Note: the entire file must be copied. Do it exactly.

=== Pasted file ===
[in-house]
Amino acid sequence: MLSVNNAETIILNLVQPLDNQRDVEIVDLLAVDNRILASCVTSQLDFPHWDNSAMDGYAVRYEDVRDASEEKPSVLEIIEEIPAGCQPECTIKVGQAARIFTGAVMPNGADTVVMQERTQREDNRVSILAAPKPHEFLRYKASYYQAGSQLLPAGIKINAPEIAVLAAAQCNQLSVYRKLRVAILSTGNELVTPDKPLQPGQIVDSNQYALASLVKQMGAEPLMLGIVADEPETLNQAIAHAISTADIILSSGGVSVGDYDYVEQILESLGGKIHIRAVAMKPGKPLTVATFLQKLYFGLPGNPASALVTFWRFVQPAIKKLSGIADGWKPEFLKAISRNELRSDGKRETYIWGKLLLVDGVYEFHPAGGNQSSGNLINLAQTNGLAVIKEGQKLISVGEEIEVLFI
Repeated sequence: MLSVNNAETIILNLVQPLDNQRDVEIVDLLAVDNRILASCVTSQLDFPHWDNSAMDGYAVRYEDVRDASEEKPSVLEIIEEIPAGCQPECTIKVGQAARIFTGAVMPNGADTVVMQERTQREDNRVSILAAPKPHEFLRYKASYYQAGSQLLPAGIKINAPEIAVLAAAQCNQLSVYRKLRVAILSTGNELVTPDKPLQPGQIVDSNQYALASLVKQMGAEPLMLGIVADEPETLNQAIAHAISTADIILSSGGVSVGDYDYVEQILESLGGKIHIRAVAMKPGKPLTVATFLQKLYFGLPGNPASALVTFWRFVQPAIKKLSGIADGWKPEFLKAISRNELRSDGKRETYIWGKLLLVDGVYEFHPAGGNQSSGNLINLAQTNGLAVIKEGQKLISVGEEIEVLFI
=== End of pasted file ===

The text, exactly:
[in-house]
Amino acid sequence: MLSVNNAETIILNLVQPLDNQRDVEIVDLLAVDNRILASCVTSQLDFPHWDNSAMDGYAVRYEDVRDASEEKPSVLEIIEEIPAGCQPECTIKVGQAARIFTGAVMPNGADTVVMQERTQREDNRVSILAAPKPHEFLRYKASYYQAGSQLLPAGIKINAPEIAVLAAAQCNQLSVYRKLRVAILSTGNELVTPDKPLQPGQIVDSNQYALASLVKQMGAEPLMLGIVADEPETLNQAIAHAISTADIILSSGGVSVGDYDYVEQILESLGGKIHIRAVAMKPGKPLTVATFLQKLYFGLPGNPASALVTFWRFVQPAIKKLSGIADGWKPEFLKAISRNELRSDGKRETYIWGKLLLVDGVYEFHPAGGNQSSGNLINLAQTNGLAVIKEGQKLISVGEEIEVLFI
Repeated sequence: MLSVNNAETIILNLVQPLDNQRDVEIVDLLAVDNRILASCVTSQLDFPHWDNSAMDGYAVRYEDVRDASEEKPSVLEIIEEIPAGCQPECTIKVGQAARIFTGAVMPNGADTVVMQERTQREDNRVSILAAPKPHEFLRYKASYYQAGSQLLPAGIKINAPEIAVLAAAQCNQLSVYRKLRVAILSTGNELVTPDKPLQPGQIVDSNQYALASLVKQMGAEPLMLGIVADEPETLNQAIAHAISTADIILSSGGVSVGDYDYVEQILESLGGKIHIRAVAMKPGKPLTVATFLQKLYFGLPGNPASALVTFWRFVQPAIKKLSGIADGWKPEFLKAISRNELRSDGKRETYIWGKLLLVDGVYEFHPAGGNQSSGNLINLAQTNGLAVIKEGQKLISVGEEIEVLFI